I’ve had this image of a spread from On Kawara’s Journal on my desktop for months now. I love the reduction of the Today Series paintings to desk calendar size. There is one binder journal for each year since 1966, when the series began. [chungwoo has more images and details the content and format of the journal. In Korean.]
Anyway, while surfing through Michele Didier’s site just now, Kawara’s Trilogy stood out for a couple of reasons. First, and obviously, is its sculptural presence. They look so Juddy, especially with the sliding front covers on.
Kawara’s not necessarily known as a sculptor, but then, it’s not just these boxes, is it? The paintings are objects in boxes, too. And books and binders and CDs, however unreadable their information, always read as physical objects. [The file name on this image even turned out to be on_kawara_boites.jpg,]
Didier published the Trilogy over four years: I Met (2004), I Went (2007), and I Got Up (2008). Each twelve volume set is an edition of 90, with 10 APs. I Met is now only available as part of Trilogy.
I Got Up, detail. Wait, so will there also be a I Photographed Postcards? How did he get pictures with postmarks? Did he get the cards back? This is no small task. [images: micheledidier]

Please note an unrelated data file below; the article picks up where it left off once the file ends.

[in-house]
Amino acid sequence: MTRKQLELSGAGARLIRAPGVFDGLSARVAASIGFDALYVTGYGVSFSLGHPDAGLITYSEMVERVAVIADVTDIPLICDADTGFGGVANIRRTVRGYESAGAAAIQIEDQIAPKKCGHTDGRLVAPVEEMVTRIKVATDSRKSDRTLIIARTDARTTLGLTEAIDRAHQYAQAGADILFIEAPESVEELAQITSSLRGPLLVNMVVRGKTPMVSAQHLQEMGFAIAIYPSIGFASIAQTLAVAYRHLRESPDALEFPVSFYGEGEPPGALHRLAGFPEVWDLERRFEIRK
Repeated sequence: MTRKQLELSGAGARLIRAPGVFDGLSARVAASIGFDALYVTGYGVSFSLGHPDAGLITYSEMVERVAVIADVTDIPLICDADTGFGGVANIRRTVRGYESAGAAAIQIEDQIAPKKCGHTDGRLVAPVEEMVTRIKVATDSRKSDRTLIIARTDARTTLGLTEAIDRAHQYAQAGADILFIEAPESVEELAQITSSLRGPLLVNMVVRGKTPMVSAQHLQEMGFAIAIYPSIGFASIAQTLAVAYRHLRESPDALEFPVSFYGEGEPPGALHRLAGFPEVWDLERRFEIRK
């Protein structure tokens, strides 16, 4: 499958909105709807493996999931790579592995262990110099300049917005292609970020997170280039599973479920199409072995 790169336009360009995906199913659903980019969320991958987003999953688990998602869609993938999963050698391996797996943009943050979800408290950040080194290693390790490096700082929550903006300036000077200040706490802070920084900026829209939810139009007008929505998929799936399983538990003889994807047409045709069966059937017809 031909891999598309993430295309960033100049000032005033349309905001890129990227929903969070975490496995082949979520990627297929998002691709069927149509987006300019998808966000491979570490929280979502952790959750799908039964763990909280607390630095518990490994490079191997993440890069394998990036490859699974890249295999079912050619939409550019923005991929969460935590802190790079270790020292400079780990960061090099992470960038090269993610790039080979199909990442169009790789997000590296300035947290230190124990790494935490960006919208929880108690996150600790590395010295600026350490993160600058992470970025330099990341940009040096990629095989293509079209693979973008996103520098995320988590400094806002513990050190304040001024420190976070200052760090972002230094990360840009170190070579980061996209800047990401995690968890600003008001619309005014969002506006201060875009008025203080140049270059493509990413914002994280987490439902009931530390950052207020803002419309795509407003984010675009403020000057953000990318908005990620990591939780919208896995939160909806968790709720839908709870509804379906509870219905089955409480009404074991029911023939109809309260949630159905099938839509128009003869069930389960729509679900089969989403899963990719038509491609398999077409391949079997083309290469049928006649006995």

The sets overlap in time, an 11.5-year period from May 10, 1968 to September 17, 1979. Actually, I Went, in which Kawara traces his movements on a map of whatever city he’s in, didn’t start until June 1st. Which now makes me curious. Did it take a couple of weeks to figure out? Did the idea only come once he’d started logging his interactions [the people he met and the ones to whom he sent his wake up postcards]? Did he have somewhere to hide?
Or to use Didier’s term, “the information within [I WOKE UP] intersects with the facts reported in I MET and I WENT.” Information and facts. Data. Kawara was logging by hand exactly the kind of information our computers and phones now track automatically. As metadata. For Kawara, metadata is the data. The difference, of course, is that he’s tracking himself, intentionally marking his passage through time and space, and across his social matrix. [btw, does I Met include the cashier at the deli? Does he live in a doorman building? Is his partner in there? His hookups? What do these maps of Kawara’s mindfulness communicate?]
The takeaways here are clear: What IS it like maintaining such total personal information awareness? Since Kawara’s not talking publicly about it, we can turn to Eric Doeringer, who has re-enacted three Kawara projects, including I Got Up (2008-13) and I Went (2010) [above].
Also, who’s going to digitize the 14,000 pages of Trilogy to create the On Kawara Database Beautiful boxes of books are great, but information wants to be free of the box. Why flip through a book when we could be reliving Kawara’s 1970s day by day on Street View? At a time when we’re all unwitting, indifferent, or dispirited subjects of constant surveillance, the lessons of Kawara’s project have never been more important.
UPDATE: Or it might be the exact opposite, hard to say.